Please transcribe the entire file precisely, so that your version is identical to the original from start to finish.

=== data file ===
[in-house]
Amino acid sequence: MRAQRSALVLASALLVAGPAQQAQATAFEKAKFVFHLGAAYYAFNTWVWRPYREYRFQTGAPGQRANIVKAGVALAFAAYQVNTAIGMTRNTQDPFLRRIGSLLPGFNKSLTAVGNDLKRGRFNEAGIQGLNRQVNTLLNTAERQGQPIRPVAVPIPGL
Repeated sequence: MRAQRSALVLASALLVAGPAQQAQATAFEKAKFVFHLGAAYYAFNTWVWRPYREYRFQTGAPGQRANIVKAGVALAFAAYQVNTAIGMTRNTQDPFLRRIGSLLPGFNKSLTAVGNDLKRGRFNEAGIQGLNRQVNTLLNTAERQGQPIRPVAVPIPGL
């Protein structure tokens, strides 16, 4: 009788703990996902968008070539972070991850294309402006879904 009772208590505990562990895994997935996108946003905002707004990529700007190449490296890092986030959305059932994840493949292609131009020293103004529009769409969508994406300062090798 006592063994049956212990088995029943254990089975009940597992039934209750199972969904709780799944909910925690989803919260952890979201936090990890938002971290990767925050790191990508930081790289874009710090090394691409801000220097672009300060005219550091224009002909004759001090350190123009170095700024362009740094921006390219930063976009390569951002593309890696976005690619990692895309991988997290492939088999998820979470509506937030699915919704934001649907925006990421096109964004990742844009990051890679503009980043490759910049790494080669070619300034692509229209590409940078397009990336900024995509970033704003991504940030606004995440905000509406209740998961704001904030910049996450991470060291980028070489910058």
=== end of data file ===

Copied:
[in-house]
Amino acid sequence: MRAQRSALVLASALLVAGPAQQAQATAFEKAKFVFHLGAAYYAFNTWVWRPYREYRFQTGAPGQRANIVKAGVALAFAAYQVNTAIGMTRNTQDPFLRRIGSLLPGFNKSLTAVGNDLKRGRFNEAGIQGLNRQVNTLLNTAERQGQPIRPVAVPIPGL
Repeated sequence: MRAQRSALVLASALLVAGPAQQAQATAFEKAKFVFHLGAAYYAFNTWVWRPYREYRFQTGAPGQRANIVKAGVALAFAAYQVNTAIGMTRNTQDPFLRRIGSLLPGFNKSLTAVGNDLKRGRFNEAGIQGLNRQVNTLLNTAERQGQPIRPVAVPIPGL
């Protein structure tokens, strides 16, 4: 009788703990996902968008070539972070991850294309402006879904 009772208590505990562990895994997935996108946003905002707004990529700007190449490296890092986030959305059932994840493949292609131009020293103004529009769409969508994406300062090798 006592063994049956212990088995029943254990089975009940597992039934209750199972969904709780799944909910925690989803919260952890979201936090990890938002971290990767925050790191990508930081790289874009710090090394691409801000220097672009300060005219550091224009002909004759001090350190123009170095700024362009740094921006390219930063976009390569951002593309890696976005690619990692895309991988997290492939088999998820979470509506937030699915919704934001649907925006990421096109964004990742844009990051890679503009980043490759910049790494080669070619300034692509229209590409940078397009990336900024995509970033704003991504940030606004995440905000509406209740998961704001904030910049996450991470060291980028070489910058």